Review by Ian Keogh
With hindsight it’s fair to say that DC’s assorted messing about with Green Lantern since the early 1990s may have resulted in short term sales spikes, but at the cost of tarnishing a legacy character. By 2004 Hal Jordan had been well and truly sullied, transformed first into the murderous Parallax for the sake of shock, and then further converted into the latest iteration of God’s vengeance, the Spectre. The maxim that there’s no such thing as a bad plot, just unimaginative storytelling was proving depressingly true.
Enter Geoff Johns. His lengthy tenure in turn would complicate Green Lantern’s world with some divisive additions, but to start with, with Rebirth, he was the salve the character required. His back to the past intentions are laid out in the opening pages with Ethan Van Sciver’s detail-packed illustrations of the now derelict Ferris Industries, formerly an aeronautics industry leader when Jordan was their test pilot. He further reinforces Jordan’s integrity and inspiration via a conversation between two later Green Lanterns, John Stewart and Guy Gardner.
This, though is no hagiography. As strange events occur around people and places associated with Jordan, there are warnings that Parallax is coming, and even his friends and allies come to believe him responsible.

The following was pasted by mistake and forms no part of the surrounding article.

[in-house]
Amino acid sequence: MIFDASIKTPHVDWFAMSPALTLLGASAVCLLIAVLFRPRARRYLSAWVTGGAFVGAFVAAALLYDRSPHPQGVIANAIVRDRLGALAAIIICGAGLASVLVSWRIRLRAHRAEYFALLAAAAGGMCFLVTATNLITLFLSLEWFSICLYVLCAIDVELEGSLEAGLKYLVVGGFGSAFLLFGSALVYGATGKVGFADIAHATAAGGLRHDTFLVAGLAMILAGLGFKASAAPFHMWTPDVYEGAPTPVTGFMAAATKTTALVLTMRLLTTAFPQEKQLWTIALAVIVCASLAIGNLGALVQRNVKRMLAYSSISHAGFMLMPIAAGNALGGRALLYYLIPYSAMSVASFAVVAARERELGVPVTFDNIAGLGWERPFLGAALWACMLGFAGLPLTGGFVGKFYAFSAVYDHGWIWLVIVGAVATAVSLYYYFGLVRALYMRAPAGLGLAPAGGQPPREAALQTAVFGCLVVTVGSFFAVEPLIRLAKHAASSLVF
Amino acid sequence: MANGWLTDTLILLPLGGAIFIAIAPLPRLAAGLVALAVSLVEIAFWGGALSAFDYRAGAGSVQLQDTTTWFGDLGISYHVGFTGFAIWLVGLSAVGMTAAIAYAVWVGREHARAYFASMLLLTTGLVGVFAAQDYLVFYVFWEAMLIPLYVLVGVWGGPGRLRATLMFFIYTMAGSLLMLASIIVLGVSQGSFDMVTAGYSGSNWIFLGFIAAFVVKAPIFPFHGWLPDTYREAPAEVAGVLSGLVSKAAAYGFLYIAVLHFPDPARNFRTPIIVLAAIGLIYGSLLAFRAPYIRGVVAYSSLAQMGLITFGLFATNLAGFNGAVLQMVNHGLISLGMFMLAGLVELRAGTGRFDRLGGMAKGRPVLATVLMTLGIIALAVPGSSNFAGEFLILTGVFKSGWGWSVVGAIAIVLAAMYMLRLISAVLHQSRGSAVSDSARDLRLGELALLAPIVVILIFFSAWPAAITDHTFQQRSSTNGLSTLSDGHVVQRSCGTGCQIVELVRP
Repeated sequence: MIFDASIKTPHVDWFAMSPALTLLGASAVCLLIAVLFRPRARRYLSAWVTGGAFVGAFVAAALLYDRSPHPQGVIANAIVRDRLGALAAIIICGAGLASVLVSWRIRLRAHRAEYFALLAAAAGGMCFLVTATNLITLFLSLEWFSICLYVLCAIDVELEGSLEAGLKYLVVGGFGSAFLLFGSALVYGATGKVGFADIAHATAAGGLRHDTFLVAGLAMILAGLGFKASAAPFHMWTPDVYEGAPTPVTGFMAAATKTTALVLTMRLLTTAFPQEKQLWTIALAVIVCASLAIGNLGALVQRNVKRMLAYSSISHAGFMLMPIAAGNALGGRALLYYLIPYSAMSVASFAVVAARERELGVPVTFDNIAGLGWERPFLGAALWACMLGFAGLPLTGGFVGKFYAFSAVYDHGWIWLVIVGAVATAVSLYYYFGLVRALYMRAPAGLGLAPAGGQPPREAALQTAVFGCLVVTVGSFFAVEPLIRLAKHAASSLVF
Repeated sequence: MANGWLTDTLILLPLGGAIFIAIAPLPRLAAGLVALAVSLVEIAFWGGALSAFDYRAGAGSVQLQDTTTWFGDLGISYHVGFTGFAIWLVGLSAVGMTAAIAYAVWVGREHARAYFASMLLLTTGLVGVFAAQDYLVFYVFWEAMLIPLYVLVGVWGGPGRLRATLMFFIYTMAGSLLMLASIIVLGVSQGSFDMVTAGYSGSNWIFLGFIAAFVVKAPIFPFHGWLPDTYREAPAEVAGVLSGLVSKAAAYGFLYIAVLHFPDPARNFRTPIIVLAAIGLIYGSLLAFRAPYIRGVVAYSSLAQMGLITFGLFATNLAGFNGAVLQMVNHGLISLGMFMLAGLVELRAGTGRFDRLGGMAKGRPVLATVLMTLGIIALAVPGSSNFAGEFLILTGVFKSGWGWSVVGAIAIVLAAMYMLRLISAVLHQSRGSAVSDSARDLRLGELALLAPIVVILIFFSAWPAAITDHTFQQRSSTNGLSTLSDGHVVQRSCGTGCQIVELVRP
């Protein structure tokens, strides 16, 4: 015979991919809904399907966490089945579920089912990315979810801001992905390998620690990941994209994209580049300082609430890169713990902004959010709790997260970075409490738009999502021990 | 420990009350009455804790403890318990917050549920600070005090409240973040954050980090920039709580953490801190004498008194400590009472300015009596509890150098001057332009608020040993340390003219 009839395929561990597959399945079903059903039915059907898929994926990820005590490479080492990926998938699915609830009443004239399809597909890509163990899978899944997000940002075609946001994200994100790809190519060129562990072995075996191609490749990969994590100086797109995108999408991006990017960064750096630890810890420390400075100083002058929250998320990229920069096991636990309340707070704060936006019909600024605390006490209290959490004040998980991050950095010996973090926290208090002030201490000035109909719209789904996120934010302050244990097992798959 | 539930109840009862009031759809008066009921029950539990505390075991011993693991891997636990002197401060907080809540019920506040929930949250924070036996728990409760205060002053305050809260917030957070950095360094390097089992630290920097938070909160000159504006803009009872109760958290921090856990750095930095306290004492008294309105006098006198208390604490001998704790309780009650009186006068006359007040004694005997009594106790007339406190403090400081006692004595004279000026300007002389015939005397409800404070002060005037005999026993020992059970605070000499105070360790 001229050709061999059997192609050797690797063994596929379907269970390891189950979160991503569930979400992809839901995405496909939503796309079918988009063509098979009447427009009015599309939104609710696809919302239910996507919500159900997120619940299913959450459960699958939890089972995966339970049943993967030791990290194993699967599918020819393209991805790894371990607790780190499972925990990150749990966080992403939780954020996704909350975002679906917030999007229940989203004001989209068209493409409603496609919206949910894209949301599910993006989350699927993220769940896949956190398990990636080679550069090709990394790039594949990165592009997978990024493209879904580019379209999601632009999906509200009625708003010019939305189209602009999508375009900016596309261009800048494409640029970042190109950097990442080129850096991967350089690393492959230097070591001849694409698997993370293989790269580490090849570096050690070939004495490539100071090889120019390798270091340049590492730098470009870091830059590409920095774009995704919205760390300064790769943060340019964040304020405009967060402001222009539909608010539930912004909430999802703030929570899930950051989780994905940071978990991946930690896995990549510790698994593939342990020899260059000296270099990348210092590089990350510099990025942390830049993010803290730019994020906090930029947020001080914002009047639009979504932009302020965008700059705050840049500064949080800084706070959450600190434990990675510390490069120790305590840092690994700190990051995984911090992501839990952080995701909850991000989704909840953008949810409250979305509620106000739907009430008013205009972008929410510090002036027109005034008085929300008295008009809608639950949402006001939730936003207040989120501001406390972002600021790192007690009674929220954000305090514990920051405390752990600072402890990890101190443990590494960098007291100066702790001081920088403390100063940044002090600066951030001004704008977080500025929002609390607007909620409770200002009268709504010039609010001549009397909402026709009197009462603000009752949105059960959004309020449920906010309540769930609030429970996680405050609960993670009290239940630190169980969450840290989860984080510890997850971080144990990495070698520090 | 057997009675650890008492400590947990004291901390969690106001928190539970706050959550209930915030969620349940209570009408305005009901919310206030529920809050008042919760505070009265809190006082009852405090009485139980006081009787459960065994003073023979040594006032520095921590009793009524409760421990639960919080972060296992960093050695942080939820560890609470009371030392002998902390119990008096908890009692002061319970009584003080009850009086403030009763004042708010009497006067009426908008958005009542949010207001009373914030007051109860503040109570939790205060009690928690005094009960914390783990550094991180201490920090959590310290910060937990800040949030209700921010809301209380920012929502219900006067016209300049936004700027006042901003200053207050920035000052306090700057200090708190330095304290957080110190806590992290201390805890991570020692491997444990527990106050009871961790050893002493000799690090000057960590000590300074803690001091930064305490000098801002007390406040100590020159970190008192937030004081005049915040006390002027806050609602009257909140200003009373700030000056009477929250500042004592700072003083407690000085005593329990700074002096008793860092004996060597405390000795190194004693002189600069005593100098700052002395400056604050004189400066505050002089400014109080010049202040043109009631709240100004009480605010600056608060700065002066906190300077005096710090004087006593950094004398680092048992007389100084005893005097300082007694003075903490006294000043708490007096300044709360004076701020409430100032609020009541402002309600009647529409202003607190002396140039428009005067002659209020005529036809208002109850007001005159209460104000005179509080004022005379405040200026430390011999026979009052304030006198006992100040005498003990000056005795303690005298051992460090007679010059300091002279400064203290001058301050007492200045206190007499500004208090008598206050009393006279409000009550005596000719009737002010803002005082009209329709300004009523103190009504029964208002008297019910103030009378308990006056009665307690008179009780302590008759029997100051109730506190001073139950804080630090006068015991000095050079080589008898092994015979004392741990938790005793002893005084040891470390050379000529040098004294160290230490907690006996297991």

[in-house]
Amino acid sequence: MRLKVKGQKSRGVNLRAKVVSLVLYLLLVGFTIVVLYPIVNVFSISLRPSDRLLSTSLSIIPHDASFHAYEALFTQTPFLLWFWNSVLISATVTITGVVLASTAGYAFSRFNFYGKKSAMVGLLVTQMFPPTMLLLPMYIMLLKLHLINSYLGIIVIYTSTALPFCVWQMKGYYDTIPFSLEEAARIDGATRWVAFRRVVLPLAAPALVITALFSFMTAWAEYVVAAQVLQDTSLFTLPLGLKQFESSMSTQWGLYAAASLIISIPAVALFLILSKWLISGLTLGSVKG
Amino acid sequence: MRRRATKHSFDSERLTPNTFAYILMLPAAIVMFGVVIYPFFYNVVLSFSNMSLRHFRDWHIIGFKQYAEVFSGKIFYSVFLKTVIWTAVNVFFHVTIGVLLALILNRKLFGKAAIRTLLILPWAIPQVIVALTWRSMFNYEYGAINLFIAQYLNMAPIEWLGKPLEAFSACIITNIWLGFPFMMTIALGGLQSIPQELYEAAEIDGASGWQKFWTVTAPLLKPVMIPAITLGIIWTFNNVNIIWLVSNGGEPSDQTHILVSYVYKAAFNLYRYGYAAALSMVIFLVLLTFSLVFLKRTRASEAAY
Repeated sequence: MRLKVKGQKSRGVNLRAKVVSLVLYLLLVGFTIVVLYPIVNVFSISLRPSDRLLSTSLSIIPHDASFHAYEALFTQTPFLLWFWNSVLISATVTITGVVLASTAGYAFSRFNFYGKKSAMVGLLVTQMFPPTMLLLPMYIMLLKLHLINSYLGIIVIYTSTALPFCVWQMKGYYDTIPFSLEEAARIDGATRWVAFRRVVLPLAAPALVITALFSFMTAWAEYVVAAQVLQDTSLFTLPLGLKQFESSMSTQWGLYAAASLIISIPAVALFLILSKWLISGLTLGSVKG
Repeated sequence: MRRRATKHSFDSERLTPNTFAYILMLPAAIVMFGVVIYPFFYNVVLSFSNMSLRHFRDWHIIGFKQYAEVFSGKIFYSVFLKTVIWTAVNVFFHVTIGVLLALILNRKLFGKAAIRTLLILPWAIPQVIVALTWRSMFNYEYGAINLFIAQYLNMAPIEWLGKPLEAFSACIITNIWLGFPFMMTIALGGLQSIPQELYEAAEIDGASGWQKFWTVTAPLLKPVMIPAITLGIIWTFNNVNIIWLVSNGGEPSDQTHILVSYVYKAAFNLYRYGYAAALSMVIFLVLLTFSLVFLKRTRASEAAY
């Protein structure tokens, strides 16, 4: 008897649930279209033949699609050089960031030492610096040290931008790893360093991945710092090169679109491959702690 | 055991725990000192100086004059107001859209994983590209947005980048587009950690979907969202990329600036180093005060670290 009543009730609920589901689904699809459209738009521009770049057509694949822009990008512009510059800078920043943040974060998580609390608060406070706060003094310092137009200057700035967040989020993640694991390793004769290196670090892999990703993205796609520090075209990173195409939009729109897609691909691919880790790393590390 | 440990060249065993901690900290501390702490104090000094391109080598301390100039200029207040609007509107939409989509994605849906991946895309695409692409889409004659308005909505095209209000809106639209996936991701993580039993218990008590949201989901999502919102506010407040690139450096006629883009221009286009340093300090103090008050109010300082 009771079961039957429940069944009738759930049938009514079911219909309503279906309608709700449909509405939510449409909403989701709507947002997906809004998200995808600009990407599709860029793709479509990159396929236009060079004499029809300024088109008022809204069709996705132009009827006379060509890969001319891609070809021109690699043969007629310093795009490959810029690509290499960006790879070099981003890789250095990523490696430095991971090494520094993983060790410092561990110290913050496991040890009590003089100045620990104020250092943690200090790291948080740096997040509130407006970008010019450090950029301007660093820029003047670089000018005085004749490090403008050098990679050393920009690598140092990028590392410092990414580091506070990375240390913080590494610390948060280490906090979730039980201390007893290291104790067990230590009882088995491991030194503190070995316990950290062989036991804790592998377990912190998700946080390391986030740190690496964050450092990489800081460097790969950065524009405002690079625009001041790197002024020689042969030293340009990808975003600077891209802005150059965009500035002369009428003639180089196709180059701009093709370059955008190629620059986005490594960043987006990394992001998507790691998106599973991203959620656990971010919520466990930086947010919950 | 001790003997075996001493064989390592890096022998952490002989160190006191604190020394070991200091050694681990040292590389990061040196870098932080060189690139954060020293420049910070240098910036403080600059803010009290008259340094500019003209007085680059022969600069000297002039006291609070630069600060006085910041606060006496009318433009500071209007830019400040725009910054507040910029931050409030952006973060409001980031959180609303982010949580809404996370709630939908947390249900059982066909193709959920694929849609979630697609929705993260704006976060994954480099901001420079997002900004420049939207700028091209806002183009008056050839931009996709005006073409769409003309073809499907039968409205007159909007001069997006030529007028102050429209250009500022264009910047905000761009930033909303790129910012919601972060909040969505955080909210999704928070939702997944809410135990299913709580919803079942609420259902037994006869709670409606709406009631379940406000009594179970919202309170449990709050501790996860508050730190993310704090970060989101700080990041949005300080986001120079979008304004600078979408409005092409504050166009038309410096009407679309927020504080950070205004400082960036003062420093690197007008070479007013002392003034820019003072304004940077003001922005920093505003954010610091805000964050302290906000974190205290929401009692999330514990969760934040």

What Johns does within Rebirth is admirable. He reconciles the various identities Jordan has assumed, and their associated power sets, redefines what the Green Lanterns are, and provides a validation for past excesses. It’s with this last aspect, a being formulated from living fear, that matters turn a little pear-shaped, but being fair to Johns, the situation was such a mess he didn’t have much wiggle room. The tale further cleans up associated problems, such as the ridiculously random impurity that nullified Green Lantern’s ability in the face of any yellow coloured item. Also, interestingly, whether knowingly or otherwise, there are hints in the dialogue pointing towards the spectrum of ring-powered creatures Johns would later introduce. This is all wrapped up in an enigma that retains puzzling elements even to a new reader familiar with much of what followed, and plot bombs that still surprise.
Almost everyone with any importance to Hal Jordan appears here, weaved into the drama, and by the end of the book most are fit for purpose, purged of past associations and solidly defined. Green Lantern has a clean sheet and continues in No Fear. Both are collected along with much more in volume one of the oversize hardback Green Lantern by Geoff Johns Omnibus.
Van Sciver is superb throughout, providing the excitement and scale the plot requires, and several iconic images. The first true meeting of Hal Jordan and Green Lantern successor Kyle Raynor is one, as is the return of a villain, perhaps expected in context, but nonetheless superbly illustrated for that. Sadly, after an immense performance, Van Sciver’s not around much as Green Lantern continues, but Carlos Pacheco’s no slouch.
Such was the original reception to Rebirth that it rapidly entered the canon of DC’s prime product, and has since been issued in an oversized hardcover and slipcased Absolute edition.